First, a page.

"CONCERN FOR HIS FELLOWMAN EXCITES ME": EXCEEDINGLY RARE PRESENTATION/ASSOCIATION FIRST EDITION OF VANTAGE POINT, INSCRIBED BY PRESIDENT LYNDON JOHNSON TO GOVERNOR GEORGE ROMNEY MERE DAYS BEFORE LBS'S DEATH, WITH ROMNEY'S EXTENSIVE NOTES SIGNED BY HIM, DESCRIBING HIS MEETING WITH JOHNSON AT THE LBJ RANCH
(ROMNEY, Mitt) JOHNSON, Lyndon Baines. The Vantage Point. Perspectives of the Presidency, 1963-1969. New York: Holt, Rinehart & Winston, (1971). Octavo, original red cloth, cartographic and facsimile endpapers, original dust jacket. $11,500.
First edition of President Lyndon Johnson's presidential memoir, an especially rare and memorable presentation/association copy with a lengthy inscription by Johnson on the dedication page, signed and dated by Johnson days before his death, with LBJ's bold inscription reading: "For Governor George Romney whose concern for his fellowman excites me. With admiration & respect, Lyndon B. Johnson. LBJ Ranch Jan. 9, 1973." This copy also contains Governor Romney's extensive notes covering the entire page opposite the title page, entirely in Romney's hand and signed by him, beginning with the words: "Flying from L.B.J. Ranch to Dallas." Within two weeks of this memorable day, President Johnson was dead.
On January 9, 1973 Mitt Romney, then serving his last days as Nixon's HUD Secretary, visited LBJ at his Texas ranch. Johnson had suffered a near-crippling heart attack in 1972, but was "still very much 'Mr. President' to the retinue serving him in retirement." Within days of Romney's visit, for example, "President Nixon called to tell Johnson that a cease-fire was imminent. Johnson got in touch with his veteran speechwriter, Horace Busby, and asked him to prepare a statement on the cease-fire. 'Get this thought in,' Johnson instructed Busby. 'No man worked harder or wanted peace more than I'" (Atlantic). Johnson's undiminished focus on his legacy is clearly present in Romney's extensive notes in this copy, which record the contents of their meeting. Romney's text, entirely in precise cursive and signed by him, covers the entire page opposite the title page. Johnson's own bold inscription to Romney on the dedication page is dated "Jan. 9, 1973" speaks to LBJ's undiminished high regard for all those who shared his passion for governance. In less than two weeks, on January 22, Johnson died.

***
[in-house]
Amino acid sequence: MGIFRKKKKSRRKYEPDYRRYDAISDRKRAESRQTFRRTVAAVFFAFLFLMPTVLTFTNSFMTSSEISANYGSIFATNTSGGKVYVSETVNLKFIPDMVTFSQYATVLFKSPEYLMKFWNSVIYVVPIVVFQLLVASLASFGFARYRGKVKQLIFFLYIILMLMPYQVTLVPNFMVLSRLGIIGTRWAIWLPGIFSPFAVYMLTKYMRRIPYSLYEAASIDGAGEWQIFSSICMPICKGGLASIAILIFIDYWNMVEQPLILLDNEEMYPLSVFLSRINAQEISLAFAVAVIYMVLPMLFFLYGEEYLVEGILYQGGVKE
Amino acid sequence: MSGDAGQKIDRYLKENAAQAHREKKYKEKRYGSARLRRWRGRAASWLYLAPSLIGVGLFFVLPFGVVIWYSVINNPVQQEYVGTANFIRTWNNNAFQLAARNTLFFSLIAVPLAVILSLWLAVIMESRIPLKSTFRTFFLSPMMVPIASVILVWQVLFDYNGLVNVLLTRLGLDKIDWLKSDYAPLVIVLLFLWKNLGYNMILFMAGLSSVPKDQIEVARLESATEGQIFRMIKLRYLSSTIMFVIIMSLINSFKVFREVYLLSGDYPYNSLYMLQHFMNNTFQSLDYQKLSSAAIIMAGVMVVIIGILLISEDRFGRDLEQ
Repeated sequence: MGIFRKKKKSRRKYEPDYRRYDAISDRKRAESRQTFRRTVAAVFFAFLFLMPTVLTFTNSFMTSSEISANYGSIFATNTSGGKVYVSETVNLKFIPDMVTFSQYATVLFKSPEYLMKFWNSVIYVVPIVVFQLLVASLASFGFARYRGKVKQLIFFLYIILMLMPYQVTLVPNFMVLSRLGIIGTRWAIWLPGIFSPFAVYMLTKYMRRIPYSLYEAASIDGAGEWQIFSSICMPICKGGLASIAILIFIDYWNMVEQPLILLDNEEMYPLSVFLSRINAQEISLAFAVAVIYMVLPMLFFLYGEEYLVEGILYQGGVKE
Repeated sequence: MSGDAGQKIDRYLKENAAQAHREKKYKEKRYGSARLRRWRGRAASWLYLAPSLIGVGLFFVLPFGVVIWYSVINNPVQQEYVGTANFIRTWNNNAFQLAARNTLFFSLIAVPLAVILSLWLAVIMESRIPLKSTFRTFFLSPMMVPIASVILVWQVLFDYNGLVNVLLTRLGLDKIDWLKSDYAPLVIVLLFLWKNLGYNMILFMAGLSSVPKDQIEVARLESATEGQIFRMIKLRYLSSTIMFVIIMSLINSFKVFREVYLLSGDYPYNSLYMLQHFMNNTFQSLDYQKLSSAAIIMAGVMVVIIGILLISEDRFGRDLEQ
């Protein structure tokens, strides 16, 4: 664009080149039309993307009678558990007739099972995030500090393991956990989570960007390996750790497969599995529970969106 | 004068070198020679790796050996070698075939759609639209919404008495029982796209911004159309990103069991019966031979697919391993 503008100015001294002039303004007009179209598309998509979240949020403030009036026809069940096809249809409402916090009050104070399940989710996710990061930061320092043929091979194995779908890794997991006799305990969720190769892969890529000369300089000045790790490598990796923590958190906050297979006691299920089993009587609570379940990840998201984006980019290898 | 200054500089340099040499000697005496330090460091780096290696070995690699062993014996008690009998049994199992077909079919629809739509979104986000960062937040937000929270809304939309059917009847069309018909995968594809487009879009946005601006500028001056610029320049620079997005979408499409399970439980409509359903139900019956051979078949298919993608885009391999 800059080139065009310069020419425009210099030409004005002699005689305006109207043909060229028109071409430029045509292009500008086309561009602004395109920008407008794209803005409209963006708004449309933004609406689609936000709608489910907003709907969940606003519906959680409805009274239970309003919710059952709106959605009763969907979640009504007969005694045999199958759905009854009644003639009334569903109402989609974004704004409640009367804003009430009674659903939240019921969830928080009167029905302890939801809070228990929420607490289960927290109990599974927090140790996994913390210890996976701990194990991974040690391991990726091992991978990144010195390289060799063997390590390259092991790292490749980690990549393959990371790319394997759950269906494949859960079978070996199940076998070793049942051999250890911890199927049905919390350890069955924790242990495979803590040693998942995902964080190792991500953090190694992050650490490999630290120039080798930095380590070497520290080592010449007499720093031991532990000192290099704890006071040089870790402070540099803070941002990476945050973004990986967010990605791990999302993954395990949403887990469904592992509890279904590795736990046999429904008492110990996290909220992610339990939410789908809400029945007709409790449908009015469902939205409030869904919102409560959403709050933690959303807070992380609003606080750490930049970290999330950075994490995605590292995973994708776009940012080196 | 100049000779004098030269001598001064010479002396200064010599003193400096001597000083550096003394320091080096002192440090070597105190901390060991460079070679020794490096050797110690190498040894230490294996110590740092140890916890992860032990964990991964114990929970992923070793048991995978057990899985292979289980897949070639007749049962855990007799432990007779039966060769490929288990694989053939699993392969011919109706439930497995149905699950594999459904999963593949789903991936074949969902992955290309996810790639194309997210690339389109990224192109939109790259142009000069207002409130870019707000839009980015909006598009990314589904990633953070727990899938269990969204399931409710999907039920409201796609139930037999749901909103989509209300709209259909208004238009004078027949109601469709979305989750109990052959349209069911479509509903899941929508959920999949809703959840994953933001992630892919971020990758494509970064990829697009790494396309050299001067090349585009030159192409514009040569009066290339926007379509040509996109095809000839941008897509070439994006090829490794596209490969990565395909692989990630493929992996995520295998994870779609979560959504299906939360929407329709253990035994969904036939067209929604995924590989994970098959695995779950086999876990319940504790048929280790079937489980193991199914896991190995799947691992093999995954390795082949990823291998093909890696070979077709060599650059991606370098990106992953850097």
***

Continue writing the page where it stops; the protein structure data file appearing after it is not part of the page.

The full text of Romney's notes reads: "Flying from L.B.J. Ranch in Dallas. President Johnson visited with me for three hours. He indicated the largest amount of legislation in history, passed by a single Pres. (passed by him) was as a result of crisis. He indicated that even though he had support of most groups, it took a crisis to get action. This included the open housing legislation passed following Martin Luther King's assassination. Three weeks before he had refused the request of all Civil Rights leaders to issue an open housing executive order and told Clarence Mitchell it would take ten years to get such legislation. Pres. Johnson said when I talked about basic reforms being dependent on a crisis, he almost interrupted to say 'amen.' The Concerned Citizen Movement I outlined he described as being 'right on target.' He gave me names and was willing to advise on the organizing leadership group. In describing his problems as President he said his greatest problem was communication. That Nixon was better—deserved an A—compared to a D for him—but that Nixon is now in trouble. Of great interest was his account of almost withdrawing from re-nomination a day before the 1964 Convention and Lady Bird's letter to him while in Nat. Security meeting. [signed] George Romney."
"First Edition" on copyright page; first printing dust jacket with $15.00 on front flap. With numerous black-and-white photographic illustrations.
Folding has resulted in leaves poorly trimmed in the binding process at pages 203-06, as issued; traces of tape removal to front free endpaper and title page. An exceptional about-fine copy.